Introduction – Rebalancing the song economy
After half a decade of streaming-driven growth the global music business hit a speed bump in the shape of the pandemic. Live music stopped in an instant, radio boomed then dipped and physical sales plummeted as stores closed. The music business will recover, but this enforced slowdown has had an important, unintended consequence: artists and songwriters have had to adjust to often dramatic falls in income – a light has been shone on music royalties.
While debates and controversies around music royalties far pre-dated the effects of the pandemic focused the minds of creators on a new scale and intensity. The most visible evidence of this is the #brokenrecord debate surrounding streaming royalties (as well as a DCMS-led public inquiry into streaming in the UK) but the emerging creator dialogue goes further and wider. catalysed concerns about imbalances in the system, concerns that previously did not always get widespread attention as the music industry’s growth wheels spun fast and a key objective for many artists was to sell tickets to live shows. The enforced slowdown created the space for reflection and perspective, but at the same time the well dried up for live touring has been a tragic and painful experience for many and at the time of writing still has not neared its end. However, one small positive that may emerge is that it can act as a chapter marker in the evolution of the century music business. The first decade of the millennium was defined by disruption and decline, the second by innovation, growth and rapid change. As with any transition, this rapid shift has been characterised as much by legacy models trying to adapt as it has by the emergence of entirely new ones. In the rush to win back consumer engagement and spending, some fundamental industry growing pains have not been given the attention they needed. The result has been minor cracks developing into major fault lines.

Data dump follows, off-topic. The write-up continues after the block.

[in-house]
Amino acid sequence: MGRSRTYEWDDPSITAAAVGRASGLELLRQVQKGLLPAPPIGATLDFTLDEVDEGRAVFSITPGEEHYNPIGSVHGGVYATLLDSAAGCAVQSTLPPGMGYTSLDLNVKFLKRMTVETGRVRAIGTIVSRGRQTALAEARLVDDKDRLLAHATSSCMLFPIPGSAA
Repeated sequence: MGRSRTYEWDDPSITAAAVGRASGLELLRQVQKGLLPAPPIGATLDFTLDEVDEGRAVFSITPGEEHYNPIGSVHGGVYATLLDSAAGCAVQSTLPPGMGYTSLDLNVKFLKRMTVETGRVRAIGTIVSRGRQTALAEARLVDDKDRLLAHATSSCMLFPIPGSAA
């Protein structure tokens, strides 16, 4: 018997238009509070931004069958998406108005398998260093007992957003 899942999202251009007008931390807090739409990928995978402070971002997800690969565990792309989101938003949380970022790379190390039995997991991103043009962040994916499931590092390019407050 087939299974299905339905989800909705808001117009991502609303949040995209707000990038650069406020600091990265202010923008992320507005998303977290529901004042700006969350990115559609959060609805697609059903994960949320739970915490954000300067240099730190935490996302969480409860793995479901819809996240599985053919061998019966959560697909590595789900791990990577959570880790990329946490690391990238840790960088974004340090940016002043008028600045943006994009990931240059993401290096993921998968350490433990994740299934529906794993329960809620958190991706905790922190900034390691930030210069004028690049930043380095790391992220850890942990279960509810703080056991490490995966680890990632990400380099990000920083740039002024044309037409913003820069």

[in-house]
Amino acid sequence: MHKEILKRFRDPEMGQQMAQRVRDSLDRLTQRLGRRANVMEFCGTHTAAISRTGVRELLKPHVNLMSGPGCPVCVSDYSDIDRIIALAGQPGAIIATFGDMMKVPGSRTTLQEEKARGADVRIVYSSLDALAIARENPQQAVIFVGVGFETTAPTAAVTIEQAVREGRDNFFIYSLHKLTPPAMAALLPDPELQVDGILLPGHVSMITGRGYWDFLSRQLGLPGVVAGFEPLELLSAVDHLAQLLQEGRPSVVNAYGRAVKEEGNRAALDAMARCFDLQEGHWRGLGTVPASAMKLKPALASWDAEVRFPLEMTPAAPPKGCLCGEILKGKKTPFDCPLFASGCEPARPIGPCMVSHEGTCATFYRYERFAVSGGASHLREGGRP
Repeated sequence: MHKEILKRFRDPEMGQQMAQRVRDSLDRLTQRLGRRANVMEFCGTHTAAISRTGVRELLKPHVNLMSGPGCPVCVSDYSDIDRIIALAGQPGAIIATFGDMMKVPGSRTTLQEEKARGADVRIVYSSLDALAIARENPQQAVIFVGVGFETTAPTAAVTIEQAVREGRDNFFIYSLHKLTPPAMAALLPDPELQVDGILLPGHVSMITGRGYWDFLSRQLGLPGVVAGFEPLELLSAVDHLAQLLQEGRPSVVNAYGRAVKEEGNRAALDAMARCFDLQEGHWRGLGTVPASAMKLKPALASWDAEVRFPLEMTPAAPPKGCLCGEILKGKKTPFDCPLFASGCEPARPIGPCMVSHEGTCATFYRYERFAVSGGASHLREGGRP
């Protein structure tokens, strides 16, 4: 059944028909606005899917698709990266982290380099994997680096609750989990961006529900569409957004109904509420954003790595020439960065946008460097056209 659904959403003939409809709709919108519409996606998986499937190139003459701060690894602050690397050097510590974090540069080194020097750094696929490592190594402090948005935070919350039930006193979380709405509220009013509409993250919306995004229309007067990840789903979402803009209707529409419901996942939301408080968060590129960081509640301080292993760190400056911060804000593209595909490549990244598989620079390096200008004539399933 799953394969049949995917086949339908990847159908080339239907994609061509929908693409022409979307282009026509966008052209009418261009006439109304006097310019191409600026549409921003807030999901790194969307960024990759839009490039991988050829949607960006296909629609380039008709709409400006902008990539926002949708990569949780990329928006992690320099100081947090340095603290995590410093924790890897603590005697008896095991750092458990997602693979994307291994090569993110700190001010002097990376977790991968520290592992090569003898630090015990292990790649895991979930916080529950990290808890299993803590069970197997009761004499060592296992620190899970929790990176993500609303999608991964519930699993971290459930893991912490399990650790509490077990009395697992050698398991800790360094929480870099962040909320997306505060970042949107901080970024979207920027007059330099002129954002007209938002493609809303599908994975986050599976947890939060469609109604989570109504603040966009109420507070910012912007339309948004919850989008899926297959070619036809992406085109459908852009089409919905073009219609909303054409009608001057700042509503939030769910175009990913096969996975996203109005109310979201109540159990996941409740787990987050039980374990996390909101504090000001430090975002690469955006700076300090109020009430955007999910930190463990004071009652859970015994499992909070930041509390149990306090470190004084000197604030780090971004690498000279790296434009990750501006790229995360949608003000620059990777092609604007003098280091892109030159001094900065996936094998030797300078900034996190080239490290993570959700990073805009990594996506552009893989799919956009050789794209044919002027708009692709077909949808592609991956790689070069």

Perhaps the most important of these is the plight of the songwriter in the streaming era. Whereas performing artists have, until been able to build diversified careers with streaming acting as fuel for the live engine, songwriters have in contrast seen their income horizon narrow. But in the interconnected, interdependent global music business, the outlook for songwriters directly affects performing artists and by extension all rights holders. The royalty equation needs rebalancing, but in a way that is sustainable for the entire music streaming ecosystem. The songwriter’s plight is the music business’ plight.
In this report we provide an evidence-based view of how the songwriter fits into today’s music business culturally, creatively and commercially. We look at what works well, what does not, and why. We then take this analysis to propose a series of potential solutions that could rebalance the songwriter equation. While these solutions may not be easy, they are necessary. We have tried to build a vision that is bold but also pragmatic, one that understands that fixing one part of the value chain only to break another is unlikely to work. The way forward must consider the music business in the round and be sensitive to the competing needs of all its constituents. We hope that these industry constituents will take a similar view of helping rebalance the music economy.